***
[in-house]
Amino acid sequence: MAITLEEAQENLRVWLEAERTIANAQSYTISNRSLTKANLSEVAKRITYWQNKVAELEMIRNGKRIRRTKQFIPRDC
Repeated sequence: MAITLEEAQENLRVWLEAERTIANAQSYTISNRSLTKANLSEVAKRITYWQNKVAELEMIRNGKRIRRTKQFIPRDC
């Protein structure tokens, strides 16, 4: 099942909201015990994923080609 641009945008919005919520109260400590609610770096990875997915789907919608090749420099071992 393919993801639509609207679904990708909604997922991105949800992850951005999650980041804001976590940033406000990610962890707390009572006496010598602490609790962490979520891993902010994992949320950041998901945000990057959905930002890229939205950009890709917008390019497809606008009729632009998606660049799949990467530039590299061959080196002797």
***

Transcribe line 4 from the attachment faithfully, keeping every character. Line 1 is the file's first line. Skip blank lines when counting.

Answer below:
């Protein structure tokens, strides 16, 4: 099942909201015990994923080609 641009945008919005919520109260400590609610770096990875997915789907919608090749420099071992 393919993801639509609207679904990708909604997922991105949800992850951005999650980041804001976590940033406000990610962890707390009572006496010598602490609790962490979520891993902010994992949320950041998901945000990057959905930002890229939205950009890709917008390019497809606008009729632009998606660049799949990467530039590299061959080196002797």